Fping

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Description

Fping is a program like ping which uses the Internet Control Message Protocol (ICMP) echo request to determine if a target host is responding. Fping differs from ping in that you can specify any number of targets on the command line, or specify a file containing the lists of targets to ping. Instead of sending to one target until it times out or replies, fping will send out a ping packet and move on to the next target in a round-robin fashion.

In the default mode, if a target replies, it is noted and removed from the list of targets to check; if a target does not respond within a certain time limit and/or retry limit it is designated as unreachable. Fping also supports sending a specified number of pings to a target, or looping indefinitely (as in ping).

Unlike ping, fping is meant to be used in scripts, so its output is designed to be easy to parse.

Installation

$ sudo apt-get install fping

Usage

Basic syntax

$ fping [options] [targets...]

Options

-a
show targets that are alive
-A
show targets by address
-b <n>
amount of ping data to send, in bytes (default 56)
-B <f>
set exponential backoff factor to f
-c <n>
count of pings to send to each target (default 1)
-C <n>
same as -c, report results in verbose format
-e
show elapsed time on return packets
-f <file>
read list of targets from a file
( - means stdin)
(only if no -g specified)
-g
generate target list (only if no -f specified)
(specify the start and end IP in the target list, or supply a IP netmask)
(ex. fping -g 192.168.1.0 192.168.1.255 or fping -g 192.168.1.0/24)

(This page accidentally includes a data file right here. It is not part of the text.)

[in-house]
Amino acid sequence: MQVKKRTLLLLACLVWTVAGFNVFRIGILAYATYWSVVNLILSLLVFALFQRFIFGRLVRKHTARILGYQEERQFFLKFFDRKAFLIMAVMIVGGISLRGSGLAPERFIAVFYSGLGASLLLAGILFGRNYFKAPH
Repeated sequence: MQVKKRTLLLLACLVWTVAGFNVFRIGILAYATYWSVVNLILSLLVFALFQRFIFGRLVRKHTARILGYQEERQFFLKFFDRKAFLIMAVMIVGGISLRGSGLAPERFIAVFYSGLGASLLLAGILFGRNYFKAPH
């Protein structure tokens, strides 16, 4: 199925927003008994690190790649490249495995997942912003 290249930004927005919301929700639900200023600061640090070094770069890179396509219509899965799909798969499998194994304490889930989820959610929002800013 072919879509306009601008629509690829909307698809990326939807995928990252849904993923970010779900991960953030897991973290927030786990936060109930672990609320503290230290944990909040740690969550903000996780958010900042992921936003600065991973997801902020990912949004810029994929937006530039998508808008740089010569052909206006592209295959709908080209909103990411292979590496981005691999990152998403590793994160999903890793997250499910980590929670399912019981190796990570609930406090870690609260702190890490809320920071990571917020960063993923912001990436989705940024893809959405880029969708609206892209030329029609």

-i <n>
interval between sending ping packets (in millisec) (default 25)
-l
loop sending pings forever
-m
ping multiple interfaces on target host
-n
show targets by name (-d is equivalent)
-p <n>
interval between ping packets to one target (in millisec)
(in looping and counting modes, default 1000)
-q
quiet (don't show per-target/per-ping results)
-Q <n>
same as -q, but show summary every n seconds
-r <n>
number of retries (default 3)
-s
print final stats
-S <addr>
set source address
-t <n>
individual target initial timeout (in millisec) (default 500)
-T <n>
set select timeout (default 10)
-u
show targets that are unreachable
-v
show version
targets
list of targets to check
(if no -f specified)

Examples

Responding host

$ fping 192.168.100.1
192.168.100.1 is alive

Non-responding host

$ fping 192.168.100.13
ICMP Host Unreachable from 192.168.100.18 for ICMP Echo sent to 192.168.100.13
ICMP Host Unreachable from 192.168.100.18 for ICMP Echo sent to 192.168.100.13
ICMP Host Unreachable from 192.168.100.18 for ICMP Echo sent to 192.168.100.13
192.168.100.13 is unreachable

Comments

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